When you start a new project one of the key points to tackle and nail down is how to automate the recurrent tasks you will be facing frequently, being those tasks mainly around continuous integration and deployment. Small investments in time around automation at the beginning (or at any time) will pay off very quickly.

In a side project I’ve been working on over the last weeks, we chose Travis CI for Continuous Integration and Google Kubernetes Engine for building our production environment (very optimistic to call it production at our stage).

Travis official documentation describes with detail how to set up your project for running tests, being them either unit or acceptance, upon opening a Pull Request in GitHub or committing a change to a specific branch.

On the other hand, Google Cloud documentation includes a detailed example about how to implement continuous delivery to App Engine using Travis CI.

However, I could not find any official documentation, blog post or even StackOverflow thread describing how to configure Travis for deploying a change to Google Kubernetes Engine when the integration phase ends with success. So this is what this post is about.

The goal

The picture below describes what I was aiming for (remember that I’m putting aside the Continuous Integration workflow):

Continuous Delivery to Google Kubernetes Engine

I’ve created this Github repo as an example. It may be useful for you in case you are considering to implement this workflow; if that’s the case, remember to update the configuration in the Makefile with your Google Cloud data. If you’re already familiar with Travis and Google Cloud, you may skip the rest of the post and go directly to that repository.

Setting up Travis

Travis setup is configured in the .travis.yml file, that should be part of the repository that keeps your source code. In this chapter we’ll go through the main aspects to consider for our scenario.

Even though we want to deploy the new version whenever there’s a new change in master branch, we should do that only if the unit/integration testing phase ends successfully. Following Travis job cycle documentation, the configuration to achieve that is the following:

  • branches -> only: set this configuration to master:
  - master
  • after_success: define the script that will tackle the deployment to GKE. We use Travis automatic env variables to ensure we don’t deploy a new version in case of the event being associated to a new Pull Request.
# Deploy web version to Google Kubernetes Engine
- if [ "$TRAVIS_PULL_REQUEST" == "false" ]; then ./deploy-web.sh; fi

Another relevant point is to enable Docker as a service, as we need to build a Docker image and push it to Docker registry.

- docker

Here you can find the .travis.yml from the example.

Setting up Google Cloud

This guide assumes you already have a Google Cloud project running a Kubernetes Engine cluster.


In order to be able to deploy a new workload to Kubernetes, it’s required to push the relevant Docker images to a Docker registry, that will be used by Kubernetes do pull them.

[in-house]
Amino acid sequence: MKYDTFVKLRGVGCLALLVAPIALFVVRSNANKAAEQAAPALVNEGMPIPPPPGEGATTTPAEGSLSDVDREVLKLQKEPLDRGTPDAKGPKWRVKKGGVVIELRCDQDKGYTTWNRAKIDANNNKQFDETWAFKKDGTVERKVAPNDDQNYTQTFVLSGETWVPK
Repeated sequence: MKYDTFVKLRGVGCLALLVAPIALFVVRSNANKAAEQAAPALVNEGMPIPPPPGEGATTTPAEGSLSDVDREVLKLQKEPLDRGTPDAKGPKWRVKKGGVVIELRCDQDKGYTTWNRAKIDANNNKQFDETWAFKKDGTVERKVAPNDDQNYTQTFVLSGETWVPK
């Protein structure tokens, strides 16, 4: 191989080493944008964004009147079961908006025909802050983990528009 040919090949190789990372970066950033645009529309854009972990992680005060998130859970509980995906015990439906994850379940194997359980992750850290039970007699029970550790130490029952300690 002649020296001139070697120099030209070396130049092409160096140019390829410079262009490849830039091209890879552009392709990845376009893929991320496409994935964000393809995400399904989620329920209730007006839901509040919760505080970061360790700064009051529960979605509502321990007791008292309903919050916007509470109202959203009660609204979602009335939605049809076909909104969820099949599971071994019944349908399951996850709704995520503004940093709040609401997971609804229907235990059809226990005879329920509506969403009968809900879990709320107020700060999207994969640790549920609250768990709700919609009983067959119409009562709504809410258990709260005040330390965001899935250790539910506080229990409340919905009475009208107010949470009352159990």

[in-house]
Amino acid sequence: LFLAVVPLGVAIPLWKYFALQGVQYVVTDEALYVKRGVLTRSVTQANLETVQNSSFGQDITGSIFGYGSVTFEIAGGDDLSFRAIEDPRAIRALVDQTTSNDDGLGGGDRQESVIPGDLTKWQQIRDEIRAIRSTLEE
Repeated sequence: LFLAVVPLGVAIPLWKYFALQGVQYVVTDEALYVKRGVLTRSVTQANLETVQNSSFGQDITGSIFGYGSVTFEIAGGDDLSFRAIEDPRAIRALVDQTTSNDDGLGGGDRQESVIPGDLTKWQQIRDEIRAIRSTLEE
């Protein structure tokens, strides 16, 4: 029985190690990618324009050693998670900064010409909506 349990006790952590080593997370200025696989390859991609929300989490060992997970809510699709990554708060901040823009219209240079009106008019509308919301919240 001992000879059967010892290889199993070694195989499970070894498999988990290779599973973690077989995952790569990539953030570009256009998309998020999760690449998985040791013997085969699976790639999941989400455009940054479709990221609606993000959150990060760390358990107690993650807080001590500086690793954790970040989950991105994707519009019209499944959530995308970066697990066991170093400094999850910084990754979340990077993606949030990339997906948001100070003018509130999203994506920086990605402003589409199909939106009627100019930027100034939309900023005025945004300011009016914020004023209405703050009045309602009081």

Even though we could use Docker hub for that, we will use Google Container Registry. This means we’ll need to grant to our script running in Travis permissions to get access to Google Storage, as this is the infrastructure where Container Registry stands.

Create Service account and key associated to it

In order to deploy a new version from Travis to Google Cloud, we need to create a service account that enables the Cloud SDK (installed in our Travis environment, as we’ll see) to authenticate with our Google Cloud project.

  • In the Google Cloud Project Console, open the IAM & admin page.
  • Go to Service accounts.
  • Click Create Service Account.
  • Enter a Service account name, such as continuous-delivery-from-travis.
  • Include a description for the account.
  • Click Create.
  • In the Service account permissions select box, select the following roles:
    • Kubernetes Engine -> Kubernetes Engine Developer.
    • Storage -> Storage Admin.
  • Click Create.
  • Click Create Key, choose JSON as Key type and press Create. A JSON file containing the generated key is downloaded to your computer.
  • Click Done.

Define your strategy for making available the Service Account Key in Travis

Key management is a top priority task from security point of view for any project, and good news is that any cloud provider gives you a solid solution for secrets management. I’m not tackling this point in this article, but the as this article is related to Travis and Google Cloud, those two links are the key entry points for the subject:

Deployment script

Now that we’ve Travis and Google Cloud configured, the last point to address is the script that will deploy the latest version of our software to our Kubernetes cluster. The script should:

  • Use gcloud command-line tool to connect to Google Cloud.
  • Ensure kubectl is available.
  • Authenticate against Google Cloud (using the key we generated and encrypted in previous steps).
  • Configure the project, Kubernetes cluster and Docker registry.
  • Build Docker images.
  • Push Docker images to Docker registry.
  • Deploy to Kubernetes cluster.

This bash script covers the steps above for the example repo.


Using Travis for Continuous Delivery to a Google Cloud Kubernetes Engine is quite straight forward… as long as you’re familiar with both tools :rocket:.

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